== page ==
After that, I wanted to see how it did with other surfaces. The product pamphlet I received stated I could do stainless steel streak-free with it. So, I gave the fridge a wipe. It was not streak-free unless I used the cloth mostly dry, but I was able to get a streak-free clean without using Windex and paper towels like I generally would. I then tried it on my cabinets where the kids had dripped some chocolate sauce. It came right off, no scrubbing, and I noticed it also took off typical kitchen grease buildup. I ended up having to do all my cabinets so it didn’t look like there was just one clean spot. Kitchen buildup normally would require a cleaner and some elbow grease for sure. Now I was intrigued.

For kicks I tried it on the crayon and permie on the wall that was awaiting repainting. It did take most the crayon off, about the same as a Mr. Clean eraser would, though like a magic eraser, it didn’t touch the permie. Either way, that’s 3 scenarios where I would have used cleaner, and didn’t have to. Point two for e-cloth: It does reduce chemical use.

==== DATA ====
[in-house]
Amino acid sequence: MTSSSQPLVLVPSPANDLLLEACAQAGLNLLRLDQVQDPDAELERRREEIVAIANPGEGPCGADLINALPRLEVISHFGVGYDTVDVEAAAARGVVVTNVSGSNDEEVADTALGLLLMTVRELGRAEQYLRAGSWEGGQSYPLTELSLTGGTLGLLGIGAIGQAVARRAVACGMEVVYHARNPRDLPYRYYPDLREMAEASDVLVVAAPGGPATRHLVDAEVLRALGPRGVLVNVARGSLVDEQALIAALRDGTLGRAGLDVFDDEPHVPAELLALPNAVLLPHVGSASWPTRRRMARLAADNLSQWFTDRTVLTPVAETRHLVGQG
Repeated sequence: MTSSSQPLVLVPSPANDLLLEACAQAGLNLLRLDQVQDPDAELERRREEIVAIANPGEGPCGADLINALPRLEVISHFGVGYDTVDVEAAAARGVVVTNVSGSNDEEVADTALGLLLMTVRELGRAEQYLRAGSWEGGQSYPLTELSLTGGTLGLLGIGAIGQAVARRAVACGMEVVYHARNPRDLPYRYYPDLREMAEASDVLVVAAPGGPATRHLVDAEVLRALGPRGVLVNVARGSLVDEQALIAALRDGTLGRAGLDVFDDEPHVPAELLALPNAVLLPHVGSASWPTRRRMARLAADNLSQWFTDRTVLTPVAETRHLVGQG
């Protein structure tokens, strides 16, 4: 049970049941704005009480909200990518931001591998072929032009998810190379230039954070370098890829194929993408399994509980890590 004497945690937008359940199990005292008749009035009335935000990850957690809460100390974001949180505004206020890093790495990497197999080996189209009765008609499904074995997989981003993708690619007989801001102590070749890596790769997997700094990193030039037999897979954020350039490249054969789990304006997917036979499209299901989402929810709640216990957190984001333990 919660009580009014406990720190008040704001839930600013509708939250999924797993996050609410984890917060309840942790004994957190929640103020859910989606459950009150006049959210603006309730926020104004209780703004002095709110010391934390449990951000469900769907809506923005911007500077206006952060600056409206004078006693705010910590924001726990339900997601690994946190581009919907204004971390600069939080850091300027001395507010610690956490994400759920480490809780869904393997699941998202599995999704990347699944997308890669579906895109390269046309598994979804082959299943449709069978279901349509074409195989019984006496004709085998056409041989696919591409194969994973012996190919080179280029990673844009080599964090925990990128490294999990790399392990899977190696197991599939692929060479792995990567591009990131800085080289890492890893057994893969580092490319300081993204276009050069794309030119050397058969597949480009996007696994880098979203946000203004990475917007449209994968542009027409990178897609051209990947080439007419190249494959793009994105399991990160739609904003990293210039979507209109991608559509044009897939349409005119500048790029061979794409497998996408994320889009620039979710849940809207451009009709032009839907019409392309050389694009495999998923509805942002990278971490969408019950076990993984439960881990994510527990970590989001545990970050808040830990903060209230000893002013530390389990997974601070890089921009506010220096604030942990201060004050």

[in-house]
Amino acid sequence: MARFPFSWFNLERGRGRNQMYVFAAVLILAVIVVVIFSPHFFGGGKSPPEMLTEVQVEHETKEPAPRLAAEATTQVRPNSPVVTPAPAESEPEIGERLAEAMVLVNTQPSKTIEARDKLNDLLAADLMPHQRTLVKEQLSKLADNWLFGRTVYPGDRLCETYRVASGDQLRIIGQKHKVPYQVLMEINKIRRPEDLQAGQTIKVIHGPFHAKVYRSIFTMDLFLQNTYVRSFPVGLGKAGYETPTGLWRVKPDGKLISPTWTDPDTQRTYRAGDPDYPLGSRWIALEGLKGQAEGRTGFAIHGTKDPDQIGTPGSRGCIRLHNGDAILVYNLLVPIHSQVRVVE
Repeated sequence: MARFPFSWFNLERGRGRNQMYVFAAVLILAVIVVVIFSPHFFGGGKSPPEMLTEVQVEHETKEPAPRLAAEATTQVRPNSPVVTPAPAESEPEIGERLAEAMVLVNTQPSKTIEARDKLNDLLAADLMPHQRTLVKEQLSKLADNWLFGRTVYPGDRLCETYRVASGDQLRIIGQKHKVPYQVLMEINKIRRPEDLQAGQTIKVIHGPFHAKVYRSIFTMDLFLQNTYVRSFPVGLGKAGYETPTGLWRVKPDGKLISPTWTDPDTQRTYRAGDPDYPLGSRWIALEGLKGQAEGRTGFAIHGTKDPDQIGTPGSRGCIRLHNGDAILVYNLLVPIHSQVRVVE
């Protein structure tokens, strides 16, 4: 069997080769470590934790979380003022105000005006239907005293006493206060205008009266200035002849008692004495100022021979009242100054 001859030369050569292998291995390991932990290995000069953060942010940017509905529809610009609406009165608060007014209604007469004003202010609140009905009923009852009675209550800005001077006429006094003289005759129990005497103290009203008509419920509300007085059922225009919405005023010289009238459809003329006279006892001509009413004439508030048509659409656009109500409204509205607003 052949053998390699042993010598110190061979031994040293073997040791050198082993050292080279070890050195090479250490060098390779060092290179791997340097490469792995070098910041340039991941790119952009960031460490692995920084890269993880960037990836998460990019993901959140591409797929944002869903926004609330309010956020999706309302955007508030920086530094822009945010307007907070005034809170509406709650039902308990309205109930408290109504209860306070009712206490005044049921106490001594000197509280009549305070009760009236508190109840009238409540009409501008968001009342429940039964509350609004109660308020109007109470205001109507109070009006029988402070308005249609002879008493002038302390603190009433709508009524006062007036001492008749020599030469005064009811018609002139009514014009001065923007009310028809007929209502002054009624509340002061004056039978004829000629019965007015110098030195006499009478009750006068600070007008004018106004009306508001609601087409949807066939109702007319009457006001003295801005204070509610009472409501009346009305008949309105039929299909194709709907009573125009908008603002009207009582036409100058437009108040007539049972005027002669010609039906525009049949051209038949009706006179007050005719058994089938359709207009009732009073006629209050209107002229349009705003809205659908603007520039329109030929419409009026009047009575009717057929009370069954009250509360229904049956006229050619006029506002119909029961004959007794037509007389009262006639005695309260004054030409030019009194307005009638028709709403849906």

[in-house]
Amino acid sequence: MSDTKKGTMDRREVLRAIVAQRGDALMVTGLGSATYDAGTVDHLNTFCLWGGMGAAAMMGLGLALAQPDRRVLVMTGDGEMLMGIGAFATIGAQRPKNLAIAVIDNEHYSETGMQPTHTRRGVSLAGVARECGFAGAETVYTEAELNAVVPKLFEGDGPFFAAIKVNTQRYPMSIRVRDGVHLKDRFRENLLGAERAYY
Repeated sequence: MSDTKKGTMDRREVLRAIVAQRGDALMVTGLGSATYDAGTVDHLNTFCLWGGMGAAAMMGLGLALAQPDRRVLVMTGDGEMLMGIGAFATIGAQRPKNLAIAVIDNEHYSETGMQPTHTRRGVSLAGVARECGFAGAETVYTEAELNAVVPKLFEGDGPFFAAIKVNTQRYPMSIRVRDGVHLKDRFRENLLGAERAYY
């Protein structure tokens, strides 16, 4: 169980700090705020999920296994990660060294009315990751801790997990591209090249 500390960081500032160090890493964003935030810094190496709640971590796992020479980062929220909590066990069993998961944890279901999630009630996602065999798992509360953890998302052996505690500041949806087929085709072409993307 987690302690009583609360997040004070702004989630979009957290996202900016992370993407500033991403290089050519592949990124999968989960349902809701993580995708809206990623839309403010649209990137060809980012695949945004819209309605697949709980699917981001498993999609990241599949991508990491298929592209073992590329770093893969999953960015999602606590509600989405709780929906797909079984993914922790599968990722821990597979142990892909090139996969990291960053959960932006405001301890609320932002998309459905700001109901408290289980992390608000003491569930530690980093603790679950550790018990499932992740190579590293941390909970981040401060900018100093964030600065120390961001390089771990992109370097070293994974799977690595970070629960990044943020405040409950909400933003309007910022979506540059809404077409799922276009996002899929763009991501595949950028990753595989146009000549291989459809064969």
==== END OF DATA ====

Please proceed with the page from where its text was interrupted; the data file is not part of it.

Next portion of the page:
I washed it after that, and it did indeed come out as it went in. Once clean, I tried it in my bathroom, the toothpaste splatter home of doom. Seriously, my kids get toothpaste everywhere no matter what I do, but on this particular occasion the 2-year old had finger painted in soap and toothpaste on the counter and mirror. I was surprised to find everything not only wiped right off, but it took more of the soap with less washouts, which meant less turning to bubbles and spreading everywhere. I did, however, have to use paper towels on the mirror. It’s hard to say if that’s just that it was soap and toothpaste or if it won’t clean glass streak-free. I did try just water on my windows with it, and did notice some streaks.